During the winter months, my own perspective of snow changes with each month and each snow event. As I said, I love the first snowfall of the season, maybe the second or third. Snow on Christmas Eve is always welcome, but as January comes into full swing, any of the shine associated with white flakes starts to lose its luster. Perhaps because January is our coldest month and snow often comes on winds from the northeast. Brrrrr. February is no better. This is cabin fever month, when Wisconsinites start to dream of temperatures above 32F and no snow, although the snow still shows its pasty face. There are times during January and February when snow is acceptable, when it falls in big flakes, straight to the ground, with absent wind. Those times call for a four year old and her mom, standing in the middle of it, tongues extended to catch a flake. That is the quiet beauty of snow, when I can’t quite be mad at its falling.
An interim perspective.
The beginning of March was a warm one for many in the northern U.S. Wisconsin had days in the 50’s and 60’s, when the normal high would be somewhere around 35 or 40 degrees. The east coast had the pleasure of temperatures in the 70’s. Not typical. Then spring arrived and it seemed the weather reverted to its old habits. Wisconsin had snow on Saturday morning and, by the various posts on Facebook, it appears the snow fell overnight in Connecticut, New York and other east coast states. The week here, through Thursday, holds the possibility of more snow with colder than normal thermometer readings and gray skies.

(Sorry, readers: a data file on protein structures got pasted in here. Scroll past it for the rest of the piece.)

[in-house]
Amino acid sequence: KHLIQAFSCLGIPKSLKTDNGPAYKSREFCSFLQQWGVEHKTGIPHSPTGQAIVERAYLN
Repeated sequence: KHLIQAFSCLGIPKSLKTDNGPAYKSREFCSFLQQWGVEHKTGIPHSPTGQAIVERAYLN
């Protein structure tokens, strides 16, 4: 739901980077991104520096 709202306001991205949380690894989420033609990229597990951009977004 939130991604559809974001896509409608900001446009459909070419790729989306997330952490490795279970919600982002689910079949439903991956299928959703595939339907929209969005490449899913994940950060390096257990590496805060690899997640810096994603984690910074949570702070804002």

You can guess that I’m not excited about the forecast. It is the time of year in which snow holds no joy for those in this neck of the woods. We are done with it. Done, done, done. No more. We want green grass, budding trees, the leaves of spring bulbs shooting through the soil, blue skies, sunshine, warmth. No snow.
That is the perspective of a northern grinch. Bah humbug.
So, dear southern peeps and Heather, please hold onto your snow joy until late November or early December of 2016. At that time, you can smile and cheer and get overly excited to see snow falling on our land. It is totally appropriate and acceptable, and I will welcome that. Until then, well, you’ll simply have to be patient and settle for a few photos to get you through the next eight months.